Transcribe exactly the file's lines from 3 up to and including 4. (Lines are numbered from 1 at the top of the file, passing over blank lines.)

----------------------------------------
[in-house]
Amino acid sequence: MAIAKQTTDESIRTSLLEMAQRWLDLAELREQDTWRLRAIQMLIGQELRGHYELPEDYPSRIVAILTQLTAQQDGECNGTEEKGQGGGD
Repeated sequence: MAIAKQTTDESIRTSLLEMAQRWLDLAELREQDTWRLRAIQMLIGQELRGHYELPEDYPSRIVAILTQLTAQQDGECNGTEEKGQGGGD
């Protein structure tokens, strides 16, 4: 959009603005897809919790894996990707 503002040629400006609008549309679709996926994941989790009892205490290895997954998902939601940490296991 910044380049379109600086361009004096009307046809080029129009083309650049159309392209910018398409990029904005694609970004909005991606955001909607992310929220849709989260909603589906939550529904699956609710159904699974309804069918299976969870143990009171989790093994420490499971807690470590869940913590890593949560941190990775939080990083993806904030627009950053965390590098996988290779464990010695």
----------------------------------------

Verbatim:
Repeated sequence: MAIAKQTTDESIRTSLLEMAQRWLDLAELREQDTWRLRAIQMLIGQELRGHYELPEDYPSRIVAILTQLTAQQDGECNGTEEKGQGGGD
């Protein structure tokens, strides 16, 4: 959009603005897809919790894996990707 503002040629400006609008549309679709996926994941989790009892205490290895997954998902939601940490296991 910044380049379109600086361009004096009307046809080029129009083309650049159309392209910018398409990029904005694609970004909005991606955001909607992310929220849709989260909603589906939550529904699956609710159904699974309804069918299976969870143990009171989790093994420490499971807690470590869940913590890593949560941190990775939080990083993806904030627009950053965390590098996988290779464990010695």